The show’s set, which for Broadway cost $4.3 million, is set around a mostly bare stage which represents the Gym that Rocky trains in. The production uses sliding box like sets to represent the homes of the characters and the sliding element goes onto include a full sized regulation boxing ring.  Audience members seated within the front stalls Golden Circle seating section, are escorted onto the stage for the final 20 minutes to sit on bleacher style seats, in doing so this allows the boxing ring to enter the auditorium and sit in rows A-F, bringing the audience close to the final fight scene.  The production did win a Tony Award for Set Design.

 

Lombardi (Football)

Lombardi is a play by Eric Simonson, based on the book When Pride Still Mattered: A Life of Vince Lombardi by Pulitzer Prize-winning author David Maraniss.  I’ve read the book.  Unbelievable life.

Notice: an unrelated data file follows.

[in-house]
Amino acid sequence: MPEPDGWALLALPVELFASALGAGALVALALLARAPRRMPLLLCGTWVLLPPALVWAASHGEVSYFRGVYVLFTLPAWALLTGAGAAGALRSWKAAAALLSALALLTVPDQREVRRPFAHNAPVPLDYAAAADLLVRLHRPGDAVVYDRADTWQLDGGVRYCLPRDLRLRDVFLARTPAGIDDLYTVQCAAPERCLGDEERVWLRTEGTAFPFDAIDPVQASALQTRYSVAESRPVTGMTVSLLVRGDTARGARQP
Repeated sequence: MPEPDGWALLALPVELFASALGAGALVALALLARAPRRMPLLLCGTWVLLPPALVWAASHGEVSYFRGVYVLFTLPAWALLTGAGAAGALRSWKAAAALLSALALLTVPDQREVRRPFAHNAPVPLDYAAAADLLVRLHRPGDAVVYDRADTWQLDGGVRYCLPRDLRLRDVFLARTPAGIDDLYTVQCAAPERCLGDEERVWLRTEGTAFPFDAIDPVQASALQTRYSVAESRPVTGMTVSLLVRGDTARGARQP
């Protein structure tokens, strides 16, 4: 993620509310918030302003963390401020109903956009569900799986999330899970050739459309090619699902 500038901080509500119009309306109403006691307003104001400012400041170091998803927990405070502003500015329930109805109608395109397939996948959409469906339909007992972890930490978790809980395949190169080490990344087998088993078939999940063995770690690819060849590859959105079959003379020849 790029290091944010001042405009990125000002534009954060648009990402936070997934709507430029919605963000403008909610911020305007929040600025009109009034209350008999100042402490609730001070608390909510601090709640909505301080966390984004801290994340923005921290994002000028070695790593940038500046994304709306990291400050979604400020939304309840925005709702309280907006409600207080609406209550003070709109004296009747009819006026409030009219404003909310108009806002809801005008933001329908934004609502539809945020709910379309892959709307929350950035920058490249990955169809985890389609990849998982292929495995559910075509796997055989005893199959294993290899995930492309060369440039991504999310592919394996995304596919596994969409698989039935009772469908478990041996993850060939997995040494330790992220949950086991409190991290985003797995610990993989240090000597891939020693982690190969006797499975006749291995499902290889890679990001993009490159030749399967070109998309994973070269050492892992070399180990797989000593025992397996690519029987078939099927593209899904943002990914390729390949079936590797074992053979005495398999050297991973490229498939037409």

The play follows Green Bay Packers coach Vince Lombardi through a week in the 1965 NFL season as he attempts to lead his team to the championship. (The Packers won the NFL championship that year, which would be the last season before the introduction of the Super Bowl.) A “Look Magazine” reporter, Michael McCormick, wants to “find out what makes Lombardi win”. However, players on the team refuse to be interviewed, wary of giving up information. He goes instead to Lombardi’s wife, Marie, for answers. Meanwhile, in a flashback, Lombardi frets over his lack of promotion and contemplates quitting football. His wife reveals that the family had an emotional move to Green Bay, Wisconsin when Lombardi joined the Packers.